ROGER’S BOOK | TABULA ROGERIANA
In the year 1138, a distinguished geographer from Ceuta in Morocco, across the strait from Spain, was invited by the Norman King Roger II to the royal palace at Palermo, Sicily. His name was Muhammad Ben AL Idrisi, and he is a direct descendent of the Idrisid dynasty - the founders of the first Moroccan state. The purpose of the visit of AL Idrisi to King Roger was to discuss the possibility of creating the first scientifically accurate map in the medieval world. The mission entrusted to AL Idrisi was intellectually onerous. He was asked to collect and evaluate all available geographical knowledge already documented in scientific manuscripts, while interviewing travellers and intellectuals arriving in Sicily to build a realistic representation of the medieval world. In producing a work which would sum up all the contemporary knowledge of the physical world present, the King’s ambition was fundamentally to build a notable scientific base in Sicily, while raising its profile as a European centre for education. At the time, AL Idrisi was in his 30s, had studied in Cordoba, and had spent a few years travelling the length of the Mediterranean, from Lisbon to Damascus. During this journey the young man discovered a real passion for geography. King Roger II was educated by Greek and Moorish tutors, he was hence an intellectual with a passion for scientific inquiry, and relished the company of Arab scholars, of whom AL Idrisi was one of the most celebrated. Roger was, therefore, nicknamed “the baptised Sultan of Sicily." Such cross-cultural communications at a time when Crusaders and Muslims were battling in the Holy Land, and while Mediterranean pirates of both faiths plundered each other's ships and ports, may seem surprising. But medieval merchants did shift goods across the frontiers of religion, and inevitably ideas and books were exchanged as well as products.
Sicily was a meeting ground for the two civilisations. Captured by the Moors in 831, the island had remained in their control until the end of the 11th century. Like Andalusia, it was a beacon of prosperity to a Europe caught in the economic recession of what we term the Dark Ages. The occupying Moors had built dams, irrigation systems, reservoirs and water towers. They also introduced new crops ranging from oranges and lemons, to cotton, date palms and rice. In return, they exploited the island's stock of natural resources such as mines and fishery. And when the Normans finally took Sicily back in the early 11th century, they inherited a balanced cultural mix, which they persevered.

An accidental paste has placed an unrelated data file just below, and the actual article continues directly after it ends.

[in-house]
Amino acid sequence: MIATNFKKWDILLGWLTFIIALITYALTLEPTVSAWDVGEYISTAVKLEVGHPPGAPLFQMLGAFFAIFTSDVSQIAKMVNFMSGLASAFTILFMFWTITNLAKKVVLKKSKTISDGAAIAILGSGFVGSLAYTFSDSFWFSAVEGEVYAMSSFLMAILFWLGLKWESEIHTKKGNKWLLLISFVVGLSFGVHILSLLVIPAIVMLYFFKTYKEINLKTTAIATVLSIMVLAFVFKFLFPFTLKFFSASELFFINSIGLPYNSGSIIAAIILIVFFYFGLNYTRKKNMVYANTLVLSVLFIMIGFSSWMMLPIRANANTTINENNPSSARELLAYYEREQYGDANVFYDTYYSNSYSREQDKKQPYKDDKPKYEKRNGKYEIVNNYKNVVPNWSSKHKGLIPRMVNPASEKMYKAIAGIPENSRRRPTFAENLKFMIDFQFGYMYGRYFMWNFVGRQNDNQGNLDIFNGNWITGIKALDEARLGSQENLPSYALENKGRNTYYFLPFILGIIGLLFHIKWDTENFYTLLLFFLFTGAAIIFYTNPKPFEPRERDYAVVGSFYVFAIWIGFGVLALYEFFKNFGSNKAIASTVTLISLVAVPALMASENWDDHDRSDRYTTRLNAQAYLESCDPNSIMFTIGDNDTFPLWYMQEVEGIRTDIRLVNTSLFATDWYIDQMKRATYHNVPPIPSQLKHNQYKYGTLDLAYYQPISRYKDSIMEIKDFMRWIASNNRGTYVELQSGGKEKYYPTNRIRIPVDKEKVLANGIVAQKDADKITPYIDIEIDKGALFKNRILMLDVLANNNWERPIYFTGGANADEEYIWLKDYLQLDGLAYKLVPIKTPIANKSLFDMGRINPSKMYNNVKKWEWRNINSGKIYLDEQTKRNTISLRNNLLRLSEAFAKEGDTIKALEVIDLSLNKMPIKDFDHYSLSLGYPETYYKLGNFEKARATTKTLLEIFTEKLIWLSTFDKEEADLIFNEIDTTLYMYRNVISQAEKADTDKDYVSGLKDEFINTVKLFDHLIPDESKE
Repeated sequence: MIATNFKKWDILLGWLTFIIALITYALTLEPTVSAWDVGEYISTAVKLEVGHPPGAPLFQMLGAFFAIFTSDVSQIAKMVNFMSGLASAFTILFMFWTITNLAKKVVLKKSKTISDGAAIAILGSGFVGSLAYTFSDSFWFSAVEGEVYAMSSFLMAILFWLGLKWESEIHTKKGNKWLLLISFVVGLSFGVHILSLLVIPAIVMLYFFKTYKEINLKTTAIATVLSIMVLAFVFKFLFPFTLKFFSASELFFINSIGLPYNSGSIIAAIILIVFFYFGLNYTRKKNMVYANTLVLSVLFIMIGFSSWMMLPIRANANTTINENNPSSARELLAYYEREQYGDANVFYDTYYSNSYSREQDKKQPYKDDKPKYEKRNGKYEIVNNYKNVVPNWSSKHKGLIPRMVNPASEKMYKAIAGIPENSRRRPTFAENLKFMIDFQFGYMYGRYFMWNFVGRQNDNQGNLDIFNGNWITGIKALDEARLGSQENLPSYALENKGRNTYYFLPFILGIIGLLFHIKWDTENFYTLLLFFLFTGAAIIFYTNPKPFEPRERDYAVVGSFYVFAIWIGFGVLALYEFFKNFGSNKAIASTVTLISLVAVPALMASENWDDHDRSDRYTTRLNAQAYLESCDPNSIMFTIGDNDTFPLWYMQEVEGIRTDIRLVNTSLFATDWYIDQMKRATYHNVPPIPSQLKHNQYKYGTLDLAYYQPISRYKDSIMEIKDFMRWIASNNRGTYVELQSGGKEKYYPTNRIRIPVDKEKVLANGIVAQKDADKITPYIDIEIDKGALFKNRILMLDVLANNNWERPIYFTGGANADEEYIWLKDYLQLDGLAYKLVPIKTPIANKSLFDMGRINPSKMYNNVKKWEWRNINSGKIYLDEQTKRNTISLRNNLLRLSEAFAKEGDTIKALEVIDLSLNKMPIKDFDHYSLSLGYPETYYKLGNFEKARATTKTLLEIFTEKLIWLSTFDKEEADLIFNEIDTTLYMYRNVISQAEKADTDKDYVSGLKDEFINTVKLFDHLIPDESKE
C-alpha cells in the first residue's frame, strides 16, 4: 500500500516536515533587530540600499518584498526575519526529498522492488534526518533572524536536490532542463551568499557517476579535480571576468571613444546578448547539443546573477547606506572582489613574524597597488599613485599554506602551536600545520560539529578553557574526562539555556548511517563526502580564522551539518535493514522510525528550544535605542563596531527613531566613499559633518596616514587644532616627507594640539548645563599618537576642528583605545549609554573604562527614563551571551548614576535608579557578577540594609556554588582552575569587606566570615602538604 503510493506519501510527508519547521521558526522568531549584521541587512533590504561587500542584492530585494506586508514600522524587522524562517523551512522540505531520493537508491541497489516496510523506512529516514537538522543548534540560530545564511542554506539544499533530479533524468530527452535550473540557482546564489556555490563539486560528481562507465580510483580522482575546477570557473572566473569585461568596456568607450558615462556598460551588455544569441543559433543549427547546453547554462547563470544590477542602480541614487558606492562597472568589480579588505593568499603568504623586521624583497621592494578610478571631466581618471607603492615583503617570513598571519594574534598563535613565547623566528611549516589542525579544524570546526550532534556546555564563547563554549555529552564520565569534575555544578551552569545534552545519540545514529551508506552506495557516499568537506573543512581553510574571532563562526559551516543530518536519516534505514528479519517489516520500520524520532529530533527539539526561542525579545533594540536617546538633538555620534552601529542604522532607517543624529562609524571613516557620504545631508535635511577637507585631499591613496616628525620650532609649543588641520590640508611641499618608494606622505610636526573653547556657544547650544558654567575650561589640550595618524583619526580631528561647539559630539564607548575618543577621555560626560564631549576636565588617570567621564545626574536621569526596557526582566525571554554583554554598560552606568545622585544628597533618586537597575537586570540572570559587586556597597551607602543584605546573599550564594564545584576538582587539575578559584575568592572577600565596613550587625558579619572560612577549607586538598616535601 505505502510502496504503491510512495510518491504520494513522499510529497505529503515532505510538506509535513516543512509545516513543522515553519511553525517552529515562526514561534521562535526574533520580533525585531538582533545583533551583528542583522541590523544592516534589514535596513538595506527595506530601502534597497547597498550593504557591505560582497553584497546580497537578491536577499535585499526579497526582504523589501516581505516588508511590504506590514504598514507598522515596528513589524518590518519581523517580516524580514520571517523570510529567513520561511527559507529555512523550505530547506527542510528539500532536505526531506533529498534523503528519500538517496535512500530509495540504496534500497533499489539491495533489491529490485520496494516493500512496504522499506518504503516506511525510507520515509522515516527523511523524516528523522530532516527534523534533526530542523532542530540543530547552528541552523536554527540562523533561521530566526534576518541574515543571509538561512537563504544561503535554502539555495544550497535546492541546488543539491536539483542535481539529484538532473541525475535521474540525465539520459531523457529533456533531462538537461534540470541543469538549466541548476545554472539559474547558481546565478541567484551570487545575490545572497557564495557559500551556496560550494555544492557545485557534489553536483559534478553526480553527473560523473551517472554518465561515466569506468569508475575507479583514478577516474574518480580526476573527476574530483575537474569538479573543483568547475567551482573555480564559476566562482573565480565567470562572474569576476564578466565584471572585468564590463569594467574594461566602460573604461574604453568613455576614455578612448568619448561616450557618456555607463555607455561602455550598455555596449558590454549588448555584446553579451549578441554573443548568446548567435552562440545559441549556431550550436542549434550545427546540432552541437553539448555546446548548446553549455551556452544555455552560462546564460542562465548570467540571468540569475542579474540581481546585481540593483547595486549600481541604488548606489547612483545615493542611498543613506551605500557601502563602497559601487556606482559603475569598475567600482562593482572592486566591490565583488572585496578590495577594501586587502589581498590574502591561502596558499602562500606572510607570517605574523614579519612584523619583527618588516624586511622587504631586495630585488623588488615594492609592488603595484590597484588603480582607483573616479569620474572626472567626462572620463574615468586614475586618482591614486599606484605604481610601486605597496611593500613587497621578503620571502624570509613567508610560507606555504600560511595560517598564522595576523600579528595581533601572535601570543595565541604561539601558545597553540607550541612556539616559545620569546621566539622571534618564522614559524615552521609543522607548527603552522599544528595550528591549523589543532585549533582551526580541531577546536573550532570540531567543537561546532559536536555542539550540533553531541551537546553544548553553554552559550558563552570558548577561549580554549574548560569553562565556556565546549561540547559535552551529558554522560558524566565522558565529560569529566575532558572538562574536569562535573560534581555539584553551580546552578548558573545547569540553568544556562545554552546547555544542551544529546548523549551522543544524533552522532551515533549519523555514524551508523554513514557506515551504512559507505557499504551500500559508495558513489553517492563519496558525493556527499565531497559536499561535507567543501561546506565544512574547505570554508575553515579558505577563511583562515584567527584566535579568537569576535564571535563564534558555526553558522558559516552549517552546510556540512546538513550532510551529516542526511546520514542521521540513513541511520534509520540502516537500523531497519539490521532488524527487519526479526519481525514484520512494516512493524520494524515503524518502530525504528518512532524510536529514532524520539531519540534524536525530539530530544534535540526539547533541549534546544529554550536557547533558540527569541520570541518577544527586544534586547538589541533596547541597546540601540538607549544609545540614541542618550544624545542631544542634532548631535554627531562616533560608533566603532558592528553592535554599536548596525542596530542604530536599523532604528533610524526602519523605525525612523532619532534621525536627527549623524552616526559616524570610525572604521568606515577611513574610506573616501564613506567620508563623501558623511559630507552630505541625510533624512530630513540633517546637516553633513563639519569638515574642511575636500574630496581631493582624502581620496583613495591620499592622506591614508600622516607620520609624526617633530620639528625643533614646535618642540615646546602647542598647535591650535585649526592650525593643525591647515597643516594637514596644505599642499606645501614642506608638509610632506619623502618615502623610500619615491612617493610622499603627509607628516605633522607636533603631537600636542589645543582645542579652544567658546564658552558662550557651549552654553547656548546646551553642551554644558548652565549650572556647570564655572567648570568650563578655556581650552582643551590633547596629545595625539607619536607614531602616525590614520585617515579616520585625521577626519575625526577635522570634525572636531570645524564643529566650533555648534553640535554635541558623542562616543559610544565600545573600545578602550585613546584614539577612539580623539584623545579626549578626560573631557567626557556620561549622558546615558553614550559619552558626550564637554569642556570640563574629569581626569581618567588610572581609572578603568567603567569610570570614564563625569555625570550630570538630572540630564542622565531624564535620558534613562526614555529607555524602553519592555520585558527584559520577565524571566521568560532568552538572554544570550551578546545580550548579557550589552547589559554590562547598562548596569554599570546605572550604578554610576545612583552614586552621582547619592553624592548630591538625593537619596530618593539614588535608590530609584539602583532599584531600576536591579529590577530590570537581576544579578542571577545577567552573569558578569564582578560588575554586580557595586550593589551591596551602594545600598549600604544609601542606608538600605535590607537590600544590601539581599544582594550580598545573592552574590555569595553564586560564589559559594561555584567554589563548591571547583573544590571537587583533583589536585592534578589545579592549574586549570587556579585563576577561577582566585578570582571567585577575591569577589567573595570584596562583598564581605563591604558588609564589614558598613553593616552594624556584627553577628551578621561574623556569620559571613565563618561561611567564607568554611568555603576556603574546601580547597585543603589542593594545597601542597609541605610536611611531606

King Roger II was an accomplished diplomat and his court hosted a collection of philosophers, mathematicians, doctors, geographers and poets. His rule is likened to the rule of the wise Greek Ptolemy who is credited for building the Royal Library of Alexandria in the 4th century BC. “In mathematics, as in the political sphere,” AL Idrisi wrote of his patron. “The extent of his learning cannot be described. Nor is there any limit to his knowledge of the sciences, so deeply and wisely has he studied them in every area. He is responsible for singular innovations and for marvellous inventions, such as no prince has ever before realised." Hence, Roger’s interest in geography was a natural extension of a curiosity he developed as a young child. But during the King’s years, map-making in Europe was confusingly simplistic. Picturesque and colourful, European maps showed a circular earth composed of three continents equal in size - Asia, Africa and Europe - separated by narrow bands of water. The Garden of Eden and Paradise were at the top and Jerusalem at the centre, while mystical monsters occupied the unexplored regions like Sirens, dragons, men with dogs' heads, men with feet shaped like umbrellas, which they used to protect themselves from the blistering sun. What King Roger had in mind, therefore, was scientifically factual and encompassing of the whole known world, as it is.